Shiva Baby: a sugar daddy, an ex-girlfriend, and a wailing baby walk into a wake (2020)

By Tilly Mason and Namrata Menon

Shiva Baby, the caustic debut of writer and director Emma Seligman, is the most aesthetically pleasing fever dream: so well shot you can’t look away. It tells the story of Danielle (played by Rachel Sennott), a recent college grad with no motivation and limited prospects (relatable!), whose afternoon descends into a nightmare that is somehow both anxiety-inducing and mundane. In a single day, she has a series of agonising run-ins with her current sugar daddy (Danny Deferrari), his wife (Dianna Agron) and baby, her successful ex-girlfriend (Molly Gordon), and her prying family. That this all takes place while sitting shiva, a Jewish wake, allows the disjuncture between intimate familial practices, religious tradition, the unrestrained liberty of Danielle’s entrepreneurial endeavour (which she crudely tells her parents is a baby-sitting job), and her insecurities to coalesce in mortifying incongruity. Of course it all unravels and of course there is mayhem, but the intentional, stifling restriction of a crowded house is what gives the movie its horror-esque quality. Sometimes, it feels like the bottle episode of a long-running sitcom, taking the obvious comedy and conferring new layers of emotion and tension on it precisely because of limitations in setting. Messy, intimate, and loud, the house itself is physically oppressive.

Seligman’s handheld, close-up camera style involves the audience in the film, heightening the intensity of Danielle’s turmoil by making the viewer an unwilling contributor to the fraught atmosphere. We are constantly too close and watching from uncomfortable angles, creating a physical unease that is expertly heightened by Ariel Marx’s score. Bringing much of the nuance, the unrelentingly visceral soundtrack’s swelling strings add to the panic-inducing tension – the music constantly builds to a climax that never really comes, reflecting Danielle’s (and our) need for the gathering to please just end already. Sound is integral to Shiva Baby’s brand of horror: the constant wail of a grumpy baby, awkward silences, the strained cadence of its interactions, the continuous, irritating buzz of gossip.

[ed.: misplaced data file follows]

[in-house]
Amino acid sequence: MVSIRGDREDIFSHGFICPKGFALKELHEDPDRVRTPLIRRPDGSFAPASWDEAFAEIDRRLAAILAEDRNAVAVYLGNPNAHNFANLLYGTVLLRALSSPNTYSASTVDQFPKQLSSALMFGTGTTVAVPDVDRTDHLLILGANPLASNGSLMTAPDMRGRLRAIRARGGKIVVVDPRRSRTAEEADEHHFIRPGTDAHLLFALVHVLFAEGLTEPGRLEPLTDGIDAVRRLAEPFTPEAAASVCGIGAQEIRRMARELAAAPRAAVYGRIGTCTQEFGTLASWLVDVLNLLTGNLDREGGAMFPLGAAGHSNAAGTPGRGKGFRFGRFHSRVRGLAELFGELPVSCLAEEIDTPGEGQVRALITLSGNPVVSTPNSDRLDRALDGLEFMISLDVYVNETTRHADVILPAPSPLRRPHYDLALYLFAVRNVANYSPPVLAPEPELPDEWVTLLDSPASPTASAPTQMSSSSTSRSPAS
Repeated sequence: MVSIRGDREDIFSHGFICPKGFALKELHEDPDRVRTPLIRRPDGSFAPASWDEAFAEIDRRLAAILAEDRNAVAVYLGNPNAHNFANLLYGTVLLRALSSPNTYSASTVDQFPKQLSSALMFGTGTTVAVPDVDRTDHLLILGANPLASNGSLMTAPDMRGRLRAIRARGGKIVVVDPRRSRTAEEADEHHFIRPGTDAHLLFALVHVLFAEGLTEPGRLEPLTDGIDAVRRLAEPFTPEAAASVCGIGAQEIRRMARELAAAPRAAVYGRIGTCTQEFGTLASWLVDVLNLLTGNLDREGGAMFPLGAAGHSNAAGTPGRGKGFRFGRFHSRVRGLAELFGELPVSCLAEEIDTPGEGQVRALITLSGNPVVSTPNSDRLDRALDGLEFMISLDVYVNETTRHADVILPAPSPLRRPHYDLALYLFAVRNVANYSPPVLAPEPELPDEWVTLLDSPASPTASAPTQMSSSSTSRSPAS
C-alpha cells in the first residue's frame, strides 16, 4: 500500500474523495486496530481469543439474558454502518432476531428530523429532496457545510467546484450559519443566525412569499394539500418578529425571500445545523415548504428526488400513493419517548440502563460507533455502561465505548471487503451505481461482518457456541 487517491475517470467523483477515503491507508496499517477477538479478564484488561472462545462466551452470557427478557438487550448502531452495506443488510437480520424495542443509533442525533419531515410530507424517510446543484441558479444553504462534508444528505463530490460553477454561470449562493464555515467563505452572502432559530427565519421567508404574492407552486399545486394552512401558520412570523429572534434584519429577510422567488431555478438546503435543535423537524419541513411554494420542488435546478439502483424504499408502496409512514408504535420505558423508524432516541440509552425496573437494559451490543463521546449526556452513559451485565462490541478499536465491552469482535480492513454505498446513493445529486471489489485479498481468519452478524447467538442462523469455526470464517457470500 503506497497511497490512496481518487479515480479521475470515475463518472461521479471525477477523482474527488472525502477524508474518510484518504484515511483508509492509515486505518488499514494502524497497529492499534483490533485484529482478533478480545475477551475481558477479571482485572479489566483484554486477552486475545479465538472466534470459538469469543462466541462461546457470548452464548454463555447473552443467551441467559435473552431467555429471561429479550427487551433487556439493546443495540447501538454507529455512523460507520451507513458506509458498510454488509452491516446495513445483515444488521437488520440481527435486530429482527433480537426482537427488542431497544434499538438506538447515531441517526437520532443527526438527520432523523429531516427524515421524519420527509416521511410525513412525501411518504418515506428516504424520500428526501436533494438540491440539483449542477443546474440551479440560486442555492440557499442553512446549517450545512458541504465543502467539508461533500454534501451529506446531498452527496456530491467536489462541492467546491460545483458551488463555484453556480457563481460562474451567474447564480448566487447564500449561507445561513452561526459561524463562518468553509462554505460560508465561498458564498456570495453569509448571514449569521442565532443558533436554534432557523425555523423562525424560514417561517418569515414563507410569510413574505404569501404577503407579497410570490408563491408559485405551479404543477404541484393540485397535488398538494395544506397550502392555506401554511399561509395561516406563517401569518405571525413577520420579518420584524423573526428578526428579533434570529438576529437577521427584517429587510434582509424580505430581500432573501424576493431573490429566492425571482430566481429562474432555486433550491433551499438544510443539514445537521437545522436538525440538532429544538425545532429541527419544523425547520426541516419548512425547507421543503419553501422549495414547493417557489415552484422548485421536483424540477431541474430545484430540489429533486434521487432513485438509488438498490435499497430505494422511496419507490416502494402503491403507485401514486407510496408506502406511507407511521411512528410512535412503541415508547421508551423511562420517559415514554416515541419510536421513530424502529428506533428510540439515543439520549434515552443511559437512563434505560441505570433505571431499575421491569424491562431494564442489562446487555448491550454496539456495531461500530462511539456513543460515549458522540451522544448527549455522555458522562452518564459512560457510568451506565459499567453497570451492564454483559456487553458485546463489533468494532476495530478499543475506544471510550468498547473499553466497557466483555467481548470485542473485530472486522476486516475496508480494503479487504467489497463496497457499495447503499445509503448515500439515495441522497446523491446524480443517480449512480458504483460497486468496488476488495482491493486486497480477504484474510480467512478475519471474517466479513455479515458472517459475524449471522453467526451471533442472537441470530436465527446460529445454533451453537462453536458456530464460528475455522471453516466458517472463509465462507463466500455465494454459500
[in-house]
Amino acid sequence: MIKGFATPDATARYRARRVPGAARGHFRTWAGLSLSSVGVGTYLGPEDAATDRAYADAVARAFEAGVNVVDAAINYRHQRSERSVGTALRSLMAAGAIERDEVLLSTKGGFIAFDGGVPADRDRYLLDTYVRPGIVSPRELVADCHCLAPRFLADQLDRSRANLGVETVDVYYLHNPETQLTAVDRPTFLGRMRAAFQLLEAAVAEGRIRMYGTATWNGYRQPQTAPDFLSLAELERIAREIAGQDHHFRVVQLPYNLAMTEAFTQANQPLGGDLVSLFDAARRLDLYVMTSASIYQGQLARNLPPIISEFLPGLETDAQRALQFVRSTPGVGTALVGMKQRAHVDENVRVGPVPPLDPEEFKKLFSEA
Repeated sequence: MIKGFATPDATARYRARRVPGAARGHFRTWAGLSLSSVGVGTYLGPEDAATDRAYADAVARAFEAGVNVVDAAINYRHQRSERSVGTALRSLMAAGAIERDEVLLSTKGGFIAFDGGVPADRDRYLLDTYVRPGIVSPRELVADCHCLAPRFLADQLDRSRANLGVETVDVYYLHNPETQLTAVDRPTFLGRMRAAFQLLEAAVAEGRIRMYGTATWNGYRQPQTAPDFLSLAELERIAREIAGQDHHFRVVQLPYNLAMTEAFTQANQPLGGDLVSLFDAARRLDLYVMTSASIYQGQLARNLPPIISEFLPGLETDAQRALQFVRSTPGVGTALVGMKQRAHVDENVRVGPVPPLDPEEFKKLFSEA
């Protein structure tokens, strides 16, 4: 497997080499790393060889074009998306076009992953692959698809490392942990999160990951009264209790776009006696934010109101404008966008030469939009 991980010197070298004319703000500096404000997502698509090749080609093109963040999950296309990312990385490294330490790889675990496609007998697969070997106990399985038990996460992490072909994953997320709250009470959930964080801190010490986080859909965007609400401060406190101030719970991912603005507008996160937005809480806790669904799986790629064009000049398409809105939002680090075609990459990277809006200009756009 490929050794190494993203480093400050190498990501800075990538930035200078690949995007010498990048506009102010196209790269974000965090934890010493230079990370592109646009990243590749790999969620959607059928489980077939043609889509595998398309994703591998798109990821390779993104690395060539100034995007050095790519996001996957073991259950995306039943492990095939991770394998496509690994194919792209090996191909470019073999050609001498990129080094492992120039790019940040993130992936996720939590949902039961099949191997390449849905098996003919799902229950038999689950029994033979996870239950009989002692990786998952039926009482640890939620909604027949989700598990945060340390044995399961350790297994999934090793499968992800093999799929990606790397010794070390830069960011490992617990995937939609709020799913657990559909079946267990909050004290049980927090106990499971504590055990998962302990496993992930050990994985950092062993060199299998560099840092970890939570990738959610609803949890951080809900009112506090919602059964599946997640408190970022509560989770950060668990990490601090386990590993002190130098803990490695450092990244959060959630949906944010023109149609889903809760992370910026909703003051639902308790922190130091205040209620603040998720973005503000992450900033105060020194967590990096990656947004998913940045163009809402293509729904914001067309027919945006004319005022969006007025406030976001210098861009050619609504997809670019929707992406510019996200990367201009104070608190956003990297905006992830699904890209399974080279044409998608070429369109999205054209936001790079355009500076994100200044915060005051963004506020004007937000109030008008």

Nothing really happens, except perhaps our protagonist’s slow breakdown, but the wait is excruciating. Food is a central character here, spooned back and forth from serving dish to plate in Danielle’s endless moments of indecision; choking on a bagel and lox accents a surprising new piece of information, and eating/not eating is a recurring conversational theme. The intimate, untidy buffet both highlights the movie’s familial themes (food as uniting) and lays Danielle’s insecurities bare. The near body horror of her relentless picking and clawing at herself intensifies the discomfort of the scenario, furthered by her stifling proximity to others in the confined, busy house (which made Shiva Baby an even more intense watch given the context of the pandemic). This emphasises Rachel Sennott’s dedicated performance, effortlessly conveying the harsh multisensory experience of Danielle’s ordeal. It must be pointed out here that Sennott’s non-Jewish identity has come under much criticism. However, the widely noted close friendship between Sennott and Seligman (who based much of the plot on memories of her own Jewish family gatherings) facilitates Shiva Baby’s delicate balancing of humour, dread, and uncomfortable familiarity.